Tag Archives: Zoning Adjustments Board
As plans proceed for an updated municipal garage on downtown Berkeley’s Center Street, project details are firming up, and the plan for where people can expect to park while construction is underway has been released.
The city is planning to demolish its circa 1958 5-story parking structure at 2025 Center and replace it with a modern 8-story structure featuring a double-helix design to halve the time it takes drivers to exit the garage.
Last Thursday, July 23, the city’s Zoning Adjustments Board learned about the newest iteration of the plans for the project, and gave feedback to city staff about several issues they still hope to see addressed. The project is set to return to the board Aug. 27 for a vote.
Read more about parking in Berkeley.
Earlier this month, the city’s Design Review Committee gave the project a favorable review. The city’s Civic Arts Commission is also on board, and is helping determine the process the city will use to select public art — described as colored LED lighting on the façade — that will appear on site. Last Thursday, zoning board commissioners said they were largely pleased with how the project is coming along.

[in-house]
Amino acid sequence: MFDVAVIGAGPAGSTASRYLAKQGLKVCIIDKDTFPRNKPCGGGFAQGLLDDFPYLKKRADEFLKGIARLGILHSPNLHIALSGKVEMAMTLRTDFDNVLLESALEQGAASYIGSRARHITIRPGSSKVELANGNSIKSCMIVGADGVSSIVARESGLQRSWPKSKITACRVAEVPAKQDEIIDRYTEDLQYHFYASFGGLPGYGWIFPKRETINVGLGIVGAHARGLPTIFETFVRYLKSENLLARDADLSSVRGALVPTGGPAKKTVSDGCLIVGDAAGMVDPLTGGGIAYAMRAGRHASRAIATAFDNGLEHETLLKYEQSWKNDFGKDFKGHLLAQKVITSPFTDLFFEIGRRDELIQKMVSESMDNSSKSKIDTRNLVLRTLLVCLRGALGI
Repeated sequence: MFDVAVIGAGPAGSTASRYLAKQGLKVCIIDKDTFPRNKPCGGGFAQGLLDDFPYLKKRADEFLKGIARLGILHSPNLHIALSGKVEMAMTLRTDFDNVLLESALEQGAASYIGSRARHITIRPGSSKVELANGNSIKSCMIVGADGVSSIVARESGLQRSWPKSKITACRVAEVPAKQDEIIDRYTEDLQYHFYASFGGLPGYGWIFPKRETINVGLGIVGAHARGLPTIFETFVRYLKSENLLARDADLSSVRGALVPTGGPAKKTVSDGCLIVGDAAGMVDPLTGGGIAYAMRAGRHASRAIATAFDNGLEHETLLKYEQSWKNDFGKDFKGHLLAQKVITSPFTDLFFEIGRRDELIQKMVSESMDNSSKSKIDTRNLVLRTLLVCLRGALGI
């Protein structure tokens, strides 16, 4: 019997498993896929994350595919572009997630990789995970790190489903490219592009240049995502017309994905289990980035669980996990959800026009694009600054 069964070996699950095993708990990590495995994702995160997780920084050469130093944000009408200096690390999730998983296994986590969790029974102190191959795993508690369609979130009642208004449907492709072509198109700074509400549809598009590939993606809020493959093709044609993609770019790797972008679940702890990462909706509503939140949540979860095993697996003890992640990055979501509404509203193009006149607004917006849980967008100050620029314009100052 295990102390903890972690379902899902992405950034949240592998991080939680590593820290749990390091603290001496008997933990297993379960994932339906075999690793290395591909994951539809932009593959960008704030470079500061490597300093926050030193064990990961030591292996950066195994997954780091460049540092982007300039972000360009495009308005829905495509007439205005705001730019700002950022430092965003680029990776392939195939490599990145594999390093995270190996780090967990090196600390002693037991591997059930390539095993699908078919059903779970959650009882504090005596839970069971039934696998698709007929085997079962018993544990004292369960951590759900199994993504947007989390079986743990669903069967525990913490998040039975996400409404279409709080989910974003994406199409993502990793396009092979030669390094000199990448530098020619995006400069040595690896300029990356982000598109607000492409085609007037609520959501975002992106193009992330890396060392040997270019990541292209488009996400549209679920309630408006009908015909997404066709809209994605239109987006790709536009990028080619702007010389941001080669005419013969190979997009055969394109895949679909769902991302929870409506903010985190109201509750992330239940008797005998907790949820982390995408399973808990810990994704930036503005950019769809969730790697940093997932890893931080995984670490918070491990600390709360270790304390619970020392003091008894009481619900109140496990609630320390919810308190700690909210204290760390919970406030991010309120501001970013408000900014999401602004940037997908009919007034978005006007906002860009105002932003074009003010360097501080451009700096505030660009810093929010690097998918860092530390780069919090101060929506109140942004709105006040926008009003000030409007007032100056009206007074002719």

“I’ve seen this project four times and it gets better and better,” said Commissioner Richard Christiani. “Generally it’s a very well-thought-out building. It’s nice to see so much attention given to a structure like this.” … Continue reading »
The developer of 2211 Harold Way and Landmark Theatres are nearing a deal to increase the number of movie theaters in the 302-unit building in downtown Berkeley to 10 — but detractors say the changes do not go far enough.
After discussions with Ted Mundorf, the CEO of Landmark, Joseph Penner of HSR Berkeley Investments has submitted a new set of plans with the 10 theaters. Previously, the number of theaters proposed had ranged from zero to nine.
The current plan, which still needs city approval, would place the box office by the sidewalk on Shattuck Avenue, much like it currently is. There would be four theaters on the street level. Patrons would take an escalator, stairs or an elevator one flight down to the six other theaters. There would also be bathrooms, a bar, a lounge and a snack bar on the bottom level. … Continue reading »
Seven of these buildings were approved when Berkeley residents voted in favor of the city’s Downtown Area Plan in 2010, but the type of significant community benefits required of those projects was left vague to allow flexibility during the permitting process.